In a brand-new segment, host Ophira Eisenberg and house musician Jonathan Coulton test their trivia acumen against their toughest competitor yet: a Magic 8-Ball. Ophira, Jonathan, and the 8-Ball each answer a series of yes-or-no questions. Who will come out on top? Sources say "listen."
OPHIRA EISENBERG, HOST:
While Rebekah (ph) and Danielle (ph) get ready for the final round, it's time for us to play a game. This is called Ask Me Another Again Later. Puzzle guru Art Chung, explain how this works.
ART CHUNG: Ophira, I'm going to ask you and Jonathan questions with a definitive yes-or-no answer. You'll each talk it out and give me your answer. Then we'll ask a magic eight ball what it thinks.
CHUNG: We'll see who gets the most correct answers.
CHUNG: Here's your first question. Froot Loops cereal comes in the colors red, orange, yellow, green, blue and purple. However, are all Froot Loops the same flavor? Ophira.
EISENBERG: First of all, I've never had Froot Loops. I grew up in a family where we weren't allowed to have sugar.
JONATHAN COULTON: Oh, no sugar cereals.
EISENBERG: (Laughter) No sugar cereals. Like, Raisin Bran, we were like, oh, my God.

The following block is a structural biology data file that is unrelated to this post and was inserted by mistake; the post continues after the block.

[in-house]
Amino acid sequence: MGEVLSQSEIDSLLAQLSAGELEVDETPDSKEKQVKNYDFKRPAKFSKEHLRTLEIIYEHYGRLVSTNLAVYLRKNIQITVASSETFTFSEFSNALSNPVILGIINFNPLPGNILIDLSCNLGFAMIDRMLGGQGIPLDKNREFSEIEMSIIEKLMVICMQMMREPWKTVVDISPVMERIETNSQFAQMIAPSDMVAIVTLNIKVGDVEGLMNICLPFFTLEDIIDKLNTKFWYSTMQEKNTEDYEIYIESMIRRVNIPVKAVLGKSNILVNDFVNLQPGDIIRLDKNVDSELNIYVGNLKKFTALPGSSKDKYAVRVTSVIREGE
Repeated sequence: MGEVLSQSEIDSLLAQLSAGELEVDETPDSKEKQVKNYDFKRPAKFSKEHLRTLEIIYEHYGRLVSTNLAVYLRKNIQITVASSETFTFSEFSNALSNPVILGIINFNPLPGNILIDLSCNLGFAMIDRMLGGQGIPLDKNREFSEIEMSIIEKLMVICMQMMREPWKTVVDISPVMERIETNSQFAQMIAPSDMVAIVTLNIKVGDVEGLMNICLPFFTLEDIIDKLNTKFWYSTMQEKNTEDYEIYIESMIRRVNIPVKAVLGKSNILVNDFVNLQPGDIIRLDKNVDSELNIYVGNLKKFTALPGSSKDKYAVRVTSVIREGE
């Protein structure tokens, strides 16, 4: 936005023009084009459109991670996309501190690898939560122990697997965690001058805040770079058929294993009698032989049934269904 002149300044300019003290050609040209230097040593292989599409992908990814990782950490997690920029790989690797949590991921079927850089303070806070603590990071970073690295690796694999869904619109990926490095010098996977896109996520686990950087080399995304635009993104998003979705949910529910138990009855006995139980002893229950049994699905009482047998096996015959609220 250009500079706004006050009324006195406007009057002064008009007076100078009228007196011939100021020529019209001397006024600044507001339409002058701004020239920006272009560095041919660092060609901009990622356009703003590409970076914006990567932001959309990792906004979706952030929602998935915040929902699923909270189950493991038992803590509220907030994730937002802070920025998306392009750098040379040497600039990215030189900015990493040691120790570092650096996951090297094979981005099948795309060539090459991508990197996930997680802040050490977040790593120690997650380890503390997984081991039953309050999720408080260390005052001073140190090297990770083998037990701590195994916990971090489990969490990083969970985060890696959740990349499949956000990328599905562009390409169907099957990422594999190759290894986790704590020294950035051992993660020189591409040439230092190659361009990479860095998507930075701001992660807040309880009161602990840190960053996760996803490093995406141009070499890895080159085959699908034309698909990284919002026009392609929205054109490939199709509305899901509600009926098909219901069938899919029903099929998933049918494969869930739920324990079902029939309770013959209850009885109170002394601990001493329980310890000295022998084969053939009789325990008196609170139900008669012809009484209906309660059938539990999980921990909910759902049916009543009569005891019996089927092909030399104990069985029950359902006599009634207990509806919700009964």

COULTON: Nature's candy, raisins.
EISENBERG: (Laughter) But I'm going to say they're all a hundred percent sugar. Like, how could they be that different in taste? I mean, flavors? Like, what are we talking about? What's blue, blueberry? Come on, now. They're the same. What - what's - what are the other ones? Green - what's green, mint?
EISENBERG: Zucchini? What's it supposed to be?
COULTON: Yeah. Zucchini. Blueberry.
EISENBERG: (Laughter) Yeah? What's the...
COULTON: Acai berry.
EISENBERG: (Laughter) Acai berry. Lemon, yum, yum, yum.
COULTON: Mango. I - (laughter) you know, it's funny. I feel like I probably several times in my life have tasted individual Froot Loops to see if they had a different flavor because this is a question that has occurred to me before in the past.
CHUNG: At certain key times, yeah.
EISENBERG: Course it has.
COULTON: So I'm sure that I have run this experiment several times. But I don't think I have ever written down or remembered the results.
EISENBERG: You don't have a cereal Excel spreadsheet?
COULTON: Not anymore. I lost it. I lost it in a fire. As I remember right now, in my mind's mouth, the flavor...
COULTON: ...Of a Froot Loop, it is a general fake fruitiness. I - but I'm going to say they're all the same flavor.
CHUNG: OK. So just to sum up, Ophira, are all Froot Loops the same flavor?
EISENBERG: Yes, they are all the same flavor.
COULTON: Yeah. I say yes.
CHUNG: All right. Let's see what the magic eight ball says.
(SOUNDBITE OF MAGIC EIGHT BALL RATTLING, LAUGHTER)
CHUNG: As I see it, yes.
CHUNG: And the real answer is yes. They're all the same flavor.
CHUNG: The platypus is a very strange animal. It's a mammal, but it lays eggs. It's a - like a duck and a beaver and an otter all in one. And only one sex of platypus is venomous. Is the female platypus the one that's venomous? Jonathan, you're first.
COULTON: Well, knowing what I do about evolutionary biology...
EISENBERG: (Laughter) From that Google search in your life.
COULTON: (Laughter) Yes. On the one hand, the male is traditionally the sex that goes out and fights. Do platypuses fight? I don't even know.